Southwestern aspect

We did not find evidence for the effect of southwestern aspect on the community change of either vascular plants or mosses. For both species groups, the largest changes occurred in fact in sites where the clear-cut was towards north or east. This suggests that in some sites wide buffer strips are required even on eastern or northern sides.

The lack of impact of the aspect in our data is in contrast with earlier studies on the impact of aspect on edge effect [28], and with the recommendation of leaving wider buffers on southern and western sides of streams [26]. The magnitude of community change is probably affected by other local properties than aspect. For example, the extent of moist soil affects the composition of species that are present, but it may also buffer against microclimatic changes after logging. Thus, it is clear that each site should be considered case-by-case to determine the buffer width that is needed to conserve the moist habitat conditions and microclimate.

Responses of individual species

In our study, none of the vascular plant species showed a significant change in their frequency and abundance after logging, indicating that the changes observed in the community composition of 15-m wide buffers were due to smaller changes in several species. Some species, such as Carex loliacea, suffer from the loss of shady, moist conditions or the increase of competition. Others, such as Chamaenerion angustifolium, can increase due to increased light, decreased competition or the appearance of bare soil patches. Such increases are well known to occur in boreal forests after clear-cutting [41]. However, the moist riparian habitat together with the buffer strip seems to decrease the amount of changes that happen in the abundance of individual species.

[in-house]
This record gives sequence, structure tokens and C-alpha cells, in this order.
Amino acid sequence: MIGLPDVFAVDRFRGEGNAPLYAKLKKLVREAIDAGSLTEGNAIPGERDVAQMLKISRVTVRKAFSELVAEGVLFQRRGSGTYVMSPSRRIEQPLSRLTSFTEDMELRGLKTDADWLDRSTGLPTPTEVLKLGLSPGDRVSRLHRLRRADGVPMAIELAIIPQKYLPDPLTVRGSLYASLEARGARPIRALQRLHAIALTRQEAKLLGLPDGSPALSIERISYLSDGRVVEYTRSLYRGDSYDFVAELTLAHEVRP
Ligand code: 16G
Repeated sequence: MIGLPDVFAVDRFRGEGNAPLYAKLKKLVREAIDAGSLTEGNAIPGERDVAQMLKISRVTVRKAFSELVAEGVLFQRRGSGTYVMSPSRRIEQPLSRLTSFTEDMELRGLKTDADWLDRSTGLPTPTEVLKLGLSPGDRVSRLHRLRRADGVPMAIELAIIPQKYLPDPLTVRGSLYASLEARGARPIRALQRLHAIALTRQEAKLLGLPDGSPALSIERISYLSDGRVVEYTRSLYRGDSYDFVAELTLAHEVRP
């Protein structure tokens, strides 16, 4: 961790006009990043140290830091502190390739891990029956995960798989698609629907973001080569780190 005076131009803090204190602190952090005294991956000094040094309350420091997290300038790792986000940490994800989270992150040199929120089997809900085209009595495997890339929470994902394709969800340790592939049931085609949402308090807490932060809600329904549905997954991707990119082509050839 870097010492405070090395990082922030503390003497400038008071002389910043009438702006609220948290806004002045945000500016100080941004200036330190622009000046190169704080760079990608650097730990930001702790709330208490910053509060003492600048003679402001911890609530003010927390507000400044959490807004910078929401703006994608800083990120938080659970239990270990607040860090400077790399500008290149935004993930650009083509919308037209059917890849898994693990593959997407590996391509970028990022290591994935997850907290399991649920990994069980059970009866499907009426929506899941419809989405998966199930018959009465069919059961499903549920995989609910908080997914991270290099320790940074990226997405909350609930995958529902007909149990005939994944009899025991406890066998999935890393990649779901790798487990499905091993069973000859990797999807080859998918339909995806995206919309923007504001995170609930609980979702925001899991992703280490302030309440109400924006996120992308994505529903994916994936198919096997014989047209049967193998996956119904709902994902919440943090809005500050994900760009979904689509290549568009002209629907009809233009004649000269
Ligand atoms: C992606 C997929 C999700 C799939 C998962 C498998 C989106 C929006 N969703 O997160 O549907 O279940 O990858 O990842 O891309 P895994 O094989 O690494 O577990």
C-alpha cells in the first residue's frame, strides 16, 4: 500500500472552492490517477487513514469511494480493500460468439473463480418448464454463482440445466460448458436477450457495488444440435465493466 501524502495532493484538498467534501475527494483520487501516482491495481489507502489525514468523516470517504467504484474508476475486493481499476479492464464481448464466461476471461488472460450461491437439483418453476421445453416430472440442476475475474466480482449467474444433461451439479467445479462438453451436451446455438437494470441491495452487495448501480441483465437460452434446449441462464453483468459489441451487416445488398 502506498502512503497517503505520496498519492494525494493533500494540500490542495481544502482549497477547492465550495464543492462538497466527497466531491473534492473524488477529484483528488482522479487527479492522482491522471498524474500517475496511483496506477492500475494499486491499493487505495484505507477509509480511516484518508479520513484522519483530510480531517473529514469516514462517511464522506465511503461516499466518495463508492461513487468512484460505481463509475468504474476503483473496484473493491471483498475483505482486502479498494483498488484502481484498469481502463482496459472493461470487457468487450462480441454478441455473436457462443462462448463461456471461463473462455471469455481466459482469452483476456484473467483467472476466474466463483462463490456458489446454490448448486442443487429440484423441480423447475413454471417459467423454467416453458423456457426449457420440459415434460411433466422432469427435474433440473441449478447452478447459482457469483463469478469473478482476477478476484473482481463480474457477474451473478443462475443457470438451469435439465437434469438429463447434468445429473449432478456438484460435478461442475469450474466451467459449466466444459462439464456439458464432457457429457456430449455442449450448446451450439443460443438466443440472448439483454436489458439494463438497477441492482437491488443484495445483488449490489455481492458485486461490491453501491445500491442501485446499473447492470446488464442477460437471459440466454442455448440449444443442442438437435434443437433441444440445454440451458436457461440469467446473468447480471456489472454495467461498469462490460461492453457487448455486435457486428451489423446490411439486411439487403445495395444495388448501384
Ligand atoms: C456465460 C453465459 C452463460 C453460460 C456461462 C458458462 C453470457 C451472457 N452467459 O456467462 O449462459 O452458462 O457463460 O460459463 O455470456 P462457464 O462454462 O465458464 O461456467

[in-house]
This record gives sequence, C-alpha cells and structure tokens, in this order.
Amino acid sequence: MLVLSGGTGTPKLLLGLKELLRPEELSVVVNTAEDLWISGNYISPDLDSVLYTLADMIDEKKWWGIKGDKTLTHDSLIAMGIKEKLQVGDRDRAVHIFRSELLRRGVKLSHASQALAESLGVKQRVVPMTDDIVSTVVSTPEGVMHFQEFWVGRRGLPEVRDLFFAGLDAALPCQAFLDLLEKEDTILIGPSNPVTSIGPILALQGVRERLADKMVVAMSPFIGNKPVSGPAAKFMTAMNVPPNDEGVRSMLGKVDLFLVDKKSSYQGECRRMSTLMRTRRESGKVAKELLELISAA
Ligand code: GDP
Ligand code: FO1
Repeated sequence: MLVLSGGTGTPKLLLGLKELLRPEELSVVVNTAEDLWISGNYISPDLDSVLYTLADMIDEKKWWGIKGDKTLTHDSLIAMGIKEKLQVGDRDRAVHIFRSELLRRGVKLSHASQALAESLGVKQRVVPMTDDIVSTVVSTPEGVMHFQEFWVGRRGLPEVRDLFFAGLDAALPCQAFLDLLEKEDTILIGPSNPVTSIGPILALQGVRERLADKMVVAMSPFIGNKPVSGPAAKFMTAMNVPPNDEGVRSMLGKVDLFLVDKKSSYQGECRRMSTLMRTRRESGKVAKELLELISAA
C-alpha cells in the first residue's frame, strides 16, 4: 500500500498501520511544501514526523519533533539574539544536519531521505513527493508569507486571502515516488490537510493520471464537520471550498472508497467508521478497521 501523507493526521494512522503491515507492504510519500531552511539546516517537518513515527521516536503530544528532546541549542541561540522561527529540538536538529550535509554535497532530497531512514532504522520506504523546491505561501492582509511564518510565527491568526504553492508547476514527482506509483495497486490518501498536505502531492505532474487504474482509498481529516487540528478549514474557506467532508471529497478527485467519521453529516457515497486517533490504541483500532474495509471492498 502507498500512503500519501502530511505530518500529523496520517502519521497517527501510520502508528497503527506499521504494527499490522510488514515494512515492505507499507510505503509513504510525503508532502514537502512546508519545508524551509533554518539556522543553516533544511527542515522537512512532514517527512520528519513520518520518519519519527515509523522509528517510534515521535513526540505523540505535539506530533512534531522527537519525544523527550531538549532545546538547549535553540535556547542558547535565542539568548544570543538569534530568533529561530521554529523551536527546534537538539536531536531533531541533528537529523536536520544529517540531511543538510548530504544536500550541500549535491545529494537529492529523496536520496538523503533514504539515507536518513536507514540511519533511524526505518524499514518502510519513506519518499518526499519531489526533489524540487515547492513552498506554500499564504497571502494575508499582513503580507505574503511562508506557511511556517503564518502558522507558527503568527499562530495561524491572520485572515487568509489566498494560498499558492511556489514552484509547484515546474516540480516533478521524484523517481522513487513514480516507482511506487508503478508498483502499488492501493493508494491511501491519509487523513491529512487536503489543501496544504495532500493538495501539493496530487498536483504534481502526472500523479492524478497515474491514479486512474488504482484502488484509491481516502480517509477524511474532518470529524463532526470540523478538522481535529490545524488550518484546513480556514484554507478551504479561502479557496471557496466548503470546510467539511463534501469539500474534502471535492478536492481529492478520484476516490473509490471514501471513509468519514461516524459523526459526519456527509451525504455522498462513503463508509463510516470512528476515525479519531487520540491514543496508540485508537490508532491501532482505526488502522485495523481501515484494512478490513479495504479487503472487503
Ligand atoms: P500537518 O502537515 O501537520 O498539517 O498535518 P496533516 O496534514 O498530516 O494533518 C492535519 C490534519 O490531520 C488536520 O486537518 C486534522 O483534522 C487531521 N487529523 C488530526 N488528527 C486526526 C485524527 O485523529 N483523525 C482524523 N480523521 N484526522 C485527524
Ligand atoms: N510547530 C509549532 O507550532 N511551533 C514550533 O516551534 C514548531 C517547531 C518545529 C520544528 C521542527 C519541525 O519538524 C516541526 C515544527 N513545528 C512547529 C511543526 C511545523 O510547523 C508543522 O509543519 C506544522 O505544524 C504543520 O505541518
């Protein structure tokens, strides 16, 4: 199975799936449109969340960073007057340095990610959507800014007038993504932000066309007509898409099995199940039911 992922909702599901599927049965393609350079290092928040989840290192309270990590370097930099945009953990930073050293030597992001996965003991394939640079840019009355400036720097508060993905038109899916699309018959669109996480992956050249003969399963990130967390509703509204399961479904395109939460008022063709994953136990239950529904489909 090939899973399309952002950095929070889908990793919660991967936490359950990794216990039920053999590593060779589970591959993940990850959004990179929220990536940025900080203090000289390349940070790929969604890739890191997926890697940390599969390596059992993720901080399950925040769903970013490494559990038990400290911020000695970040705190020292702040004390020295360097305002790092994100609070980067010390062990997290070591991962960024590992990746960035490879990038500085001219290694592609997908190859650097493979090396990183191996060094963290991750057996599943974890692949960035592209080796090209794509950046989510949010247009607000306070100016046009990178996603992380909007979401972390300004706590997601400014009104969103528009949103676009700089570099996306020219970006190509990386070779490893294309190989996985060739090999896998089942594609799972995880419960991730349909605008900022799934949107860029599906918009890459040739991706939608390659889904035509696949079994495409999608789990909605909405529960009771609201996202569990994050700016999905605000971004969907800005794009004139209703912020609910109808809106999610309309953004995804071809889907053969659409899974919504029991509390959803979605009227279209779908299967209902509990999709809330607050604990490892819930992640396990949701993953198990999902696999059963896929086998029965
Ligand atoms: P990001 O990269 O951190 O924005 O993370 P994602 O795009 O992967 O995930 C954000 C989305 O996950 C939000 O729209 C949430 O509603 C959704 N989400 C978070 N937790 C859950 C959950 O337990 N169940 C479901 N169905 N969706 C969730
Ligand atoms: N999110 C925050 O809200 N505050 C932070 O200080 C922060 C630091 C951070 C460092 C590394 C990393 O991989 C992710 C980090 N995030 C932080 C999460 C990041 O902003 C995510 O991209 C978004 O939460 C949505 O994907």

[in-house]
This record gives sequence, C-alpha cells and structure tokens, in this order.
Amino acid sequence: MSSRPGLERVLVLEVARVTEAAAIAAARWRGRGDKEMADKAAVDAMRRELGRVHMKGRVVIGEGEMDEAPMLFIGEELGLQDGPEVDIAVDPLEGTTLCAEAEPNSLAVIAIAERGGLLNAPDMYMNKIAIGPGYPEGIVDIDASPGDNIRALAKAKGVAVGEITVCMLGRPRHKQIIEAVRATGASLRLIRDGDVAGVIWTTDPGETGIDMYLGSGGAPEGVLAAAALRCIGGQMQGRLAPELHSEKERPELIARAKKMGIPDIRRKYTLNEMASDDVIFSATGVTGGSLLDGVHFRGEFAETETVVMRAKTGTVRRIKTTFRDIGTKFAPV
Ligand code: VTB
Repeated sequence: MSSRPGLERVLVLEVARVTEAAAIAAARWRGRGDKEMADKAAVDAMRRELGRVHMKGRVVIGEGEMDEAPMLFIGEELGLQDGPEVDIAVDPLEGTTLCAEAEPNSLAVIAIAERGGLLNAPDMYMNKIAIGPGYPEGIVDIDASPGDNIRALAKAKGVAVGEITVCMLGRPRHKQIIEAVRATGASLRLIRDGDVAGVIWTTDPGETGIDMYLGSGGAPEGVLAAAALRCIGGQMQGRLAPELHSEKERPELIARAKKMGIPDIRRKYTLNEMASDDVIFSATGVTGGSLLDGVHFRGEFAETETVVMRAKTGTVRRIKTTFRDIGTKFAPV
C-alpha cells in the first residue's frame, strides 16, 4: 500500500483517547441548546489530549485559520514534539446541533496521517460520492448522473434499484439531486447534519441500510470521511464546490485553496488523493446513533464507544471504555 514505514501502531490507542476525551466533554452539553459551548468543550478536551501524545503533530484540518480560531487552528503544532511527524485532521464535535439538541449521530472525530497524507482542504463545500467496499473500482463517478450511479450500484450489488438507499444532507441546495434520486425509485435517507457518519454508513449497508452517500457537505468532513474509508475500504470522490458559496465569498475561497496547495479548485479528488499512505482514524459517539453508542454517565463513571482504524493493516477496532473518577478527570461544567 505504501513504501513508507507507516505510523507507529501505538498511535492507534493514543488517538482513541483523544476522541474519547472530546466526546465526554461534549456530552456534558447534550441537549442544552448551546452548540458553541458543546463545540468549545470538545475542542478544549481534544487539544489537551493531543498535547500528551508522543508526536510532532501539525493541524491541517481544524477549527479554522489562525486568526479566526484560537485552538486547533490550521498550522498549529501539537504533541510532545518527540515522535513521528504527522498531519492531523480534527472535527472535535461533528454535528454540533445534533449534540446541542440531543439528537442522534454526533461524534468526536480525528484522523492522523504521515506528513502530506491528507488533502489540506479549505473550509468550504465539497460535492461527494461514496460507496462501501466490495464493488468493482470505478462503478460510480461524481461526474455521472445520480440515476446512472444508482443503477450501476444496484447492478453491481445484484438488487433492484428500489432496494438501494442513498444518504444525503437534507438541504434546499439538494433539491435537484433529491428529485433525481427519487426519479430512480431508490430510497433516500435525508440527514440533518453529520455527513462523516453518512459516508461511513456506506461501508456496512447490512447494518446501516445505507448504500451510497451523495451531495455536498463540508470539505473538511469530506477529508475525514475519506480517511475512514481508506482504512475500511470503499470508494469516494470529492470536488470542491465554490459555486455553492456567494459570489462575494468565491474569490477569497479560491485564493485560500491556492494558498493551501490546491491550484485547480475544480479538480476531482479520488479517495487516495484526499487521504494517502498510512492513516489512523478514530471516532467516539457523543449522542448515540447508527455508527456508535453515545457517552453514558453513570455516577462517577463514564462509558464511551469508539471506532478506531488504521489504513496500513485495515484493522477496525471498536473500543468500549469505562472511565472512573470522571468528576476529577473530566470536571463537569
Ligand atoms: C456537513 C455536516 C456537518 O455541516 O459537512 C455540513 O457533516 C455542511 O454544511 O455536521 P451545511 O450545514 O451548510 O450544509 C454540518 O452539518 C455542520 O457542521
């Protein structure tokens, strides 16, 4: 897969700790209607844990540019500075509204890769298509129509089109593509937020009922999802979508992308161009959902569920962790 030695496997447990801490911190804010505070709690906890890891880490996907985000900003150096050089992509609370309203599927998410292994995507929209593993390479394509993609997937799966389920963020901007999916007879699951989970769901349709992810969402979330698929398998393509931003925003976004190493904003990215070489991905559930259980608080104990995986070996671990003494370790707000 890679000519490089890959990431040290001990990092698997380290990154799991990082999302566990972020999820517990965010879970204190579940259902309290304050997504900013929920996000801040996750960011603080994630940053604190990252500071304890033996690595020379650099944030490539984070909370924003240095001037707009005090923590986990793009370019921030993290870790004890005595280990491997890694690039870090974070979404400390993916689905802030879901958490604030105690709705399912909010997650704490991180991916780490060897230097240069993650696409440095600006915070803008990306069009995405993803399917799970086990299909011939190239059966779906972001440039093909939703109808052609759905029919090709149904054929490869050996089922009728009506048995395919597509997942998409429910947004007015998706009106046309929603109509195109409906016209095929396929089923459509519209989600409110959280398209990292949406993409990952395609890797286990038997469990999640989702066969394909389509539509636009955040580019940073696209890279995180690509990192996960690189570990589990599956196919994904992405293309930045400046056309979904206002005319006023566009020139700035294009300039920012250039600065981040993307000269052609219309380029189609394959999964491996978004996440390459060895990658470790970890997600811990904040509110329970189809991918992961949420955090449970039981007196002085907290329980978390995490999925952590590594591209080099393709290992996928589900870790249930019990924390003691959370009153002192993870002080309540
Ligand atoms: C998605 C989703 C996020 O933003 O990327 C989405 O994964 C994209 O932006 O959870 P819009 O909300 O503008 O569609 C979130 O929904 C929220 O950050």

In contrast, several moss species tended to decrease after logging. Such negative tendencies of the mire species Sphagnum angustifolium and S. wulfianum as well as the abundant forest floor species Hylocomium splendens and Pleurozium schreberi indicate large changes in the moss layer. Similar declines have been observed in upland forests [3, 15]. The increase of some moss species, such as the generalist forest species Sciuro-hypnum curtum, could be due to decreased competition, increased light availability or increased leaf litter, but more studies are needed to define the mechanism behind their increase. Interestingly, Plagiothecium laetum tended to decrease after logging, while the congeneric P. denticulatum increased, indicating differences in their requirements of light and/or moisture. Both of these Plagiothecium species grow commonly on convex substrates such as rocks, logs and tree bases [42]. Hylander et al. [11] found that species growing on convex substrates decrease due to logging, while species of concave surfaces are unaffected. Our results do not fully support their findings, because in our dataset Sphagnum angustifolium and S. wulfianum of concave substrates decreased, while Plagiomnium cuspidatum, Plagiothecium denticulatum and Sciuro-hypnum curtum of convex substrates increased. However, the decreasing tendencies of the convex-surface species Hylocomium splendens, Plagiothecium laetum and Pleurozium schreberi do follow the pattern found by Hylander et al. [11].

The changes that happen in species abundances during the 1st years after logging are mostly due to changes in microclimate, possible direct damage by logging machinery and the invasion of pioneer species [11, 15, 43]. Further changes are likely to follow later due to delayed extinctions and colonizations, competition or herbivory [37, 43, 44]. Extinctions are troublesome because many species may not be able to recolonize due to the changed microclimatic conditions or the lack of dispersal propagules. Species that are dependent on ancient forests tend to have poor dispersal abilities [45], and in riparian areas the seed bank lacks many of the species that were present in the standing vegetation [46]. Many species disperse via the riparian corridor, and thus the intactness of the stream hydrology and the riparian forest should be guaranteed at the landscape-level to enable recolonization at disturbed sites [14, 47].